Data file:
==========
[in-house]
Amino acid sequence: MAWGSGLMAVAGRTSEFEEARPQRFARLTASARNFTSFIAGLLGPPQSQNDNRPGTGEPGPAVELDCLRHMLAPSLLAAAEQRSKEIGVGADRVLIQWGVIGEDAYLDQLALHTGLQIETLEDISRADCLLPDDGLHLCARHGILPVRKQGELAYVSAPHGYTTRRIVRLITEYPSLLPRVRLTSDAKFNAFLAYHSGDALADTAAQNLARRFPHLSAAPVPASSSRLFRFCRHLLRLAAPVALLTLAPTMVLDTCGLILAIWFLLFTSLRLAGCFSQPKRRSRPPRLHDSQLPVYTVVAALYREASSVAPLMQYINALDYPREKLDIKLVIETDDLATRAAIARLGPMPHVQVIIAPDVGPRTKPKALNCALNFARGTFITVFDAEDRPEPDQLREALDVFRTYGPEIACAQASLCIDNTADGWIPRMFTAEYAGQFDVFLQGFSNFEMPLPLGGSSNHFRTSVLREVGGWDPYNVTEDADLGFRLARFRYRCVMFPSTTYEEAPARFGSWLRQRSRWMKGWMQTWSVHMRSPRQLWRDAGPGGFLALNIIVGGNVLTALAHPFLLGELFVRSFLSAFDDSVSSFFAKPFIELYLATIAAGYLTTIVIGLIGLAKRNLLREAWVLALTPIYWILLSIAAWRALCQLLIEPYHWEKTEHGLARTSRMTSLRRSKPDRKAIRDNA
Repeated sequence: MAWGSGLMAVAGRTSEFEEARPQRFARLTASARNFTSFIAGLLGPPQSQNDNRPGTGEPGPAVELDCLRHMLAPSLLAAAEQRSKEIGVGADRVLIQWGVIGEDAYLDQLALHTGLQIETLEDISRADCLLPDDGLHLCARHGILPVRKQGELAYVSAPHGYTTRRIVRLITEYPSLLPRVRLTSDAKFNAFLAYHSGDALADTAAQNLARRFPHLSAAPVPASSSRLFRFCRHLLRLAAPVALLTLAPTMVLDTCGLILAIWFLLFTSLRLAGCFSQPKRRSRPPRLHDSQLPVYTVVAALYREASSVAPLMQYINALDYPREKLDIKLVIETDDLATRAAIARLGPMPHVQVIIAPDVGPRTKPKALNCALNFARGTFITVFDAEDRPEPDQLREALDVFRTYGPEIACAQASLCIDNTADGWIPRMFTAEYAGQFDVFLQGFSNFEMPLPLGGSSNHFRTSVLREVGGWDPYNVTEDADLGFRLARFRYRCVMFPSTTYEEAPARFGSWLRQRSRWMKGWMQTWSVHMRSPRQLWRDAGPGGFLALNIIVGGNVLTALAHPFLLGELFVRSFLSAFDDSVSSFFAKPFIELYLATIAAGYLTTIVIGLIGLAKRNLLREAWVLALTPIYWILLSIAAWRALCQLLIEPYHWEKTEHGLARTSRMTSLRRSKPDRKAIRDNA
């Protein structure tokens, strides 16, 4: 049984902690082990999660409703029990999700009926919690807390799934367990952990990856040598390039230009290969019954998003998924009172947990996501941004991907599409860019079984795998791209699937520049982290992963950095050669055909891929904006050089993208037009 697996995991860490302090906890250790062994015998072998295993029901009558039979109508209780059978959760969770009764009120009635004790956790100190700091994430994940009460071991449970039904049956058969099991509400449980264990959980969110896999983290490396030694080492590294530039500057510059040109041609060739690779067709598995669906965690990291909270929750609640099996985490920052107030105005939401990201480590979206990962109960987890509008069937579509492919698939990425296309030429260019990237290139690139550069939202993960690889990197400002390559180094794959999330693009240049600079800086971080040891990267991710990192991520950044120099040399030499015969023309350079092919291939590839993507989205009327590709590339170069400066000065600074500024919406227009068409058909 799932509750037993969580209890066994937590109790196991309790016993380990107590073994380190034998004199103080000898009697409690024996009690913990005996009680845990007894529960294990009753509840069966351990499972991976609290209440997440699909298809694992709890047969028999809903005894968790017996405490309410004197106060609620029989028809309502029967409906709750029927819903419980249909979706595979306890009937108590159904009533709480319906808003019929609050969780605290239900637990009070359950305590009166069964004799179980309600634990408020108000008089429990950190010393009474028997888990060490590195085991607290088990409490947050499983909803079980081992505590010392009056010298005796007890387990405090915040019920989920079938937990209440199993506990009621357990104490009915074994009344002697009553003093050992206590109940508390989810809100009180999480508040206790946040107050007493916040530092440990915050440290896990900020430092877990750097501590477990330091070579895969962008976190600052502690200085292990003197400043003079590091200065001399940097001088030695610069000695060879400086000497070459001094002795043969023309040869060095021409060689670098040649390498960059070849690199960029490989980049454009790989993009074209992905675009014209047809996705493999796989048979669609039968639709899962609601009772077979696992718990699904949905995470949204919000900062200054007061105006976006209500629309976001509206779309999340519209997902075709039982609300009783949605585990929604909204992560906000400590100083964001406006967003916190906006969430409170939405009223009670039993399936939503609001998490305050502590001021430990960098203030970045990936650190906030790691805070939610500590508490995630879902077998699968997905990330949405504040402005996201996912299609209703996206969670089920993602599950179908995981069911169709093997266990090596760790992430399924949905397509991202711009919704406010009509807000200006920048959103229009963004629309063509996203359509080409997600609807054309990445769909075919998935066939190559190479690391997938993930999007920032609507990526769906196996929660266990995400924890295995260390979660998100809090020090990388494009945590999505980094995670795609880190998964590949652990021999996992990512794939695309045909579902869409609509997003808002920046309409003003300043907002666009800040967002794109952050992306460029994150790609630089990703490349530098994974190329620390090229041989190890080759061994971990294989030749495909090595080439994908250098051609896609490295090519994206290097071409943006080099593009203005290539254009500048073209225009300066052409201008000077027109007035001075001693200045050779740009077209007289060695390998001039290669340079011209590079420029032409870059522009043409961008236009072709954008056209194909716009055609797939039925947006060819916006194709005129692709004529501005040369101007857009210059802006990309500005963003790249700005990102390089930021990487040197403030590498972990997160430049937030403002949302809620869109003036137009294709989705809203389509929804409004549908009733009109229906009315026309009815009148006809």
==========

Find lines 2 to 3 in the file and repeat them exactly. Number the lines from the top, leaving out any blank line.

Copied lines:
Amino acid sequence: MAWGSGLMAVAGRTSEFEEARPQRFARLTASARNFTSFIAGLLGPPQSQNDNRPGTGEPGPAVELDCLRHMLAPSLLAAAEQRSKEIGVGADRVLIQWGVIGEDAYLDQLALHTGLQIETLEDISRADCLLPDDGLHLCARHGILPVRKQGELAYVSAPHGYTTRRIVRLITEYPSLLPRVRLTSDAKFNAFLAYHSGDALADTAAQNLARRFPHLSAAPVPASSSRLFRFCRHLLRLAAPVALLTLAPTMVLDTCGLILAIWFLLFTSLRLAGCFSQPKRRSRPPRLHDSQLPVYTVVAALYREASSVAPLMQYINALDYPREKLDIKLVIETDDLATRAAIARLGPMPHVQVIIAPDVGPRTKPKALNCALNFARGTFITVFDAEDRPEPDQLREALDVFRTYGPEIACAQASLCIDNTADGWIPRMFTAEYAGQFDVFLQGFSNFEMPLPLGGSSNHFRTSVLREVGGWDPYNVTEDADLGFRLARFRYRCVMFPSTTYEEAPARFGSWLRQRSRWMKGWMQTWSVHMRSPRQLWRDAGPGGFLALNIIVGGNVLTALAHPFLLGELFVRSFLSAFDDSVSSFFAKPFIELYLATIAAGYLTTIVIGLIGLAKRNLLREAWVLALTPIYWILLSIAAWRALCQLLIEPYHWEKTEHGLARTSRMTSLRRSKPDRKAIRDNA
Repeated sequence: MAWGSGLMAVAGRTSEFEEARPQRFARLTASARNFTSFIAGLLGPPQSQNDNRPGTGEPGPAVELDCLRHMLAPSLLAAAEQRSKEIGVGADRVLIQWGVIGEDAYLDQLALHTGLQIETLEDISRADCLLPDDGLHLCARHGILPVRKQGELAYVSAPHGYTTRRIVRLITEYPSLLPRVRLTSDAKFNAFLAYHSGDALADTAAQNLARRFPHLSAAPVPASSSRLFRFCRHLLRLAAPVALLTLAPTMVLDTCGLILAIWFLLFTSLRLAGCFSQPKRRSRPPRLHDSQLPVYTVVAALYREASSVAPLMQYINALDYPREKLDIKLVIETDDLATRAAIARLGPMPHVQVIIAPDVGPRTKPKALNCALNFARGTFITVFDAEDRPEPDQLREALDVFRTYGPEIACAQASLCIDNTADGWIPRMFTAEYAGQFDVFLQGFSNFEMPLPLGGSSNHFRTSVLREVGGWDPYNVTEDADLGFRLARFRYRCVMFPSTTYEEAPARFGSWLRQRSRWMKGWMQTWSVHMRSPRQLWRDAGPGGFLALNIIVGGNVLTALAHPFLLGELFVRSFLSAFDDSVSSFFAKPFIELYLATIAAGYLTTIVIGLIGLAKRNLLREAWVLALTPIYWILLSIAAWRALCQLLIEPYHWEKTEHGLARTSRMTSLRRSKPDRKAIRDNA